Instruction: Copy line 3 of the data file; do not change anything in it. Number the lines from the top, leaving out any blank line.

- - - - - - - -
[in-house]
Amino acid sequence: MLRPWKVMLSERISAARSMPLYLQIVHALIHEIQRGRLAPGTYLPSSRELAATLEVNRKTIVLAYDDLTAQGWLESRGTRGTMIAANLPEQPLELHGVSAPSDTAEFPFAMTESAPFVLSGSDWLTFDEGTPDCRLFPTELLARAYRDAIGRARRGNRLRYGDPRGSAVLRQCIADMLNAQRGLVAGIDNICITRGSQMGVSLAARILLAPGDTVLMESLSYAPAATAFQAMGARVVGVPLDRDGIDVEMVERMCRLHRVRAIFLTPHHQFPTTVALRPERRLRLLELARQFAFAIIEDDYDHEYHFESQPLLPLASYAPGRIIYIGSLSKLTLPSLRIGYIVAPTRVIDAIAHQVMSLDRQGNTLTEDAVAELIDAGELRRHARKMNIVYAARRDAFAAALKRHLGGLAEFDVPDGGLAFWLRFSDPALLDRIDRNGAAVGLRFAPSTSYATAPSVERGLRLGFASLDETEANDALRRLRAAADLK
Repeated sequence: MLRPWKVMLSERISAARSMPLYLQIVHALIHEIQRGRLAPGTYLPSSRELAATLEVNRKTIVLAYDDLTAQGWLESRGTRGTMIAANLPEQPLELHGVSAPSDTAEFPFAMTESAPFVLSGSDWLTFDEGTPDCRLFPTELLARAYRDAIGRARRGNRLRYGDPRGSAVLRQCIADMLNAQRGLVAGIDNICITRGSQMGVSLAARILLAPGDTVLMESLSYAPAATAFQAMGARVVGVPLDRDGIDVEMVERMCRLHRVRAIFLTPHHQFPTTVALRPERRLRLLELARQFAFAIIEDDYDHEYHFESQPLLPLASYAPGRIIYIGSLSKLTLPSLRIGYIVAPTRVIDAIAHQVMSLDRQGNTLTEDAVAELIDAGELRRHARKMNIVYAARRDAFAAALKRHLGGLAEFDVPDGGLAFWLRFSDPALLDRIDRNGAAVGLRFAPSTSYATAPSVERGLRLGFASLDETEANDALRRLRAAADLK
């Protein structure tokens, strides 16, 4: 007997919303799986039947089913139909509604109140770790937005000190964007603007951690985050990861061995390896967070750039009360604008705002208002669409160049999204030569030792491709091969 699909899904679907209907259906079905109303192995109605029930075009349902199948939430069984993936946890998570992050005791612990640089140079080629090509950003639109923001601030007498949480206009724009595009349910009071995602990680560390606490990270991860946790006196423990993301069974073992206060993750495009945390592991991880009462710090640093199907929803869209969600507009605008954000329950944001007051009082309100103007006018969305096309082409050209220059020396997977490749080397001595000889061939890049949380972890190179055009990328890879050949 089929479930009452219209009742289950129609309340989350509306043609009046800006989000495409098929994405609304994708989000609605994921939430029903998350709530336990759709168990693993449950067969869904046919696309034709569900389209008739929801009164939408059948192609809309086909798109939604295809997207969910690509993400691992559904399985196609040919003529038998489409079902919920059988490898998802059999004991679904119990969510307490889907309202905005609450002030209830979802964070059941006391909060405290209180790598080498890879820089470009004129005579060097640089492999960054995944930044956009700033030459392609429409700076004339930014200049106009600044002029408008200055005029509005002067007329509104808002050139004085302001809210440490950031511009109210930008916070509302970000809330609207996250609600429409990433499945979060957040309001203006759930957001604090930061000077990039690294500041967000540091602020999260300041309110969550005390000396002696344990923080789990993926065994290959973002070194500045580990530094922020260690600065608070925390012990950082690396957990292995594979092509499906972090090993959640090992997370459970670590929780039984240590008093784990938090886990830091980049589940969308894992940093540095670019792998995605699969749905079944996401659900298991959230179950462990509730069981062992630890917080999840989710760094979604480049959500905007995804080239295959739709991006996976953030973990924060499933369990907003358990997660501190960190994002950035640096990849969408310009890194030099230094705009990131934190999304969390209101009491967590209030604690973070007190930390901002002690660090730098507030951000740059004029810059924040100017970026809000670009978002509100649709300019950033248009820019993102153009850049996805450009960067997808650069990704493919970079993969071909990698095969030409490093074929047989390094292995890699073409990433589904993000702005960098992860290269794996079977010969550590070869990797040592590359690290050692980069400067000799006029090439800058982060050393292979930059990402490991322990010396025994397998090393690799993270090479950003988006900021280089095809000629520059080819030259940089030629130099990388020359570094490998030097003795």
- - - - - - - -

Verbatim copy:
Repeated sequence: MLRPWKVMLSERISAARSMPLYLQIVHALIHEIQRGRLAPGTYLPSSRELAATLEVNRKTIVLAYDDLTAQGWLESRGTRGTMIAANLPEQPLELHGVSAPSDTAEFPFAMTESAPFVLSGSDWLTFDEGTPDCRLFPTELLARAYRDAIGRARRGNRLRYGDPRGSAVLRQCIADMLNAQRGLVAGIDNICITRGSQMGVSLAARILLAPGDTVLMESLSYAPAATAFQAMGARVVGVPLDRDGIDVEMVERMCRLHRVRAIFLTPHHQFPTTVALRPERRLRLLELARQFAFAIIEDDYDHEYHFESQPLLPLASYAPGRIIYIGSLSKLTLPSLRIGYIVAPTRVIDAIAHQVMSLDRQGNTLTEDAVAELIDAGELRRHARKMNIVYAARRDAFAAALKRHLGGLAEFDVPDGGLAFWLRFSDPALLDRIDRNGAAVGLRFAPSTSYATAPSVERGLRLGFASLDETEANDALRRLRAAADLK